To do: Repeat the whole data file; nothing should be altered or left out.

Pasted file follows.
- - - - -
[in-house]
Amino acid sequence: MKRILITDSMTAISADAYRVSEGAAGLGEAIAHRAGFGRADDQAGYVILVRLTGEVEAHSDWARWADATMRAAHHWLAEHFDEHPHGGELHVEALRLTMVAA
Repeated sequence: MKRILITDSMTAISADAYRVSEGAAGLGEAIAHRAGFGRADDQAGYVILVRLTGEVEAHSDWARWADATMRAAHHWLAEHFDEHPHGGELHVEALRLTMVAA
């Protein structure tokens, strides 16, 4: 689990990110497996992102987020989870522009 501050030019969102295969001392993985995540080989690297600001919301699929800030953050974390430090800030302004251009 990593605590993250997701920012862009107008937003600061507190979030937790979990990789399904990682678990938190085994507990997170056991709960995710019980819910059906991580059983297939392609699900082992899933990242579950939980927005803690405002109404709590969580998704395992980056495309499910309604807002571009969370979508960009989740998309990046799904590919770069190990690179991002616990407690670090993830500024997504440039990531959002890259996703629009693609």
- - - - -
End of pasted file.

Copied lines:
[in-house]
Amino acid sequence: MKRILITDSMTAISADAYRVSEGAAGLGEAIAHRAGFGRADDQAGYVILVRLTGEVEAHSDWARWADATMRAAHHWLAEHFDEHPHGGELHVEALRLTMVAA
Repeated sequence: MKRILITDSMTAISADAYRVSEGAAGLGEAIAHRAGFGRADDQAGYVILVRLTGEVEAHSDWARWADATMRAAHHWLAEHFDEHPHGGELHVEALRLTMVAA
């Protein structure tokens, strides 16, 4: 689990990110497996992102987020989870522009 501050030019969102295969001392993985995540080989690297600001919301699929800030953050974390430090800030302004251009 990593605590993250997701920012862009107008937003600061507190979030937790979990990789399904990682678990938190085994507990997170056991709960995710019980819910059906991580059983297939392609699900082992899933990242579950939980927005803690405002109404709590969580998704395992980056495309499910309604807002571009969370979508960009989740998309990046799904590919770069190990690179991002616990407690670090993830500024997504440039990531959002890259996703629009693609």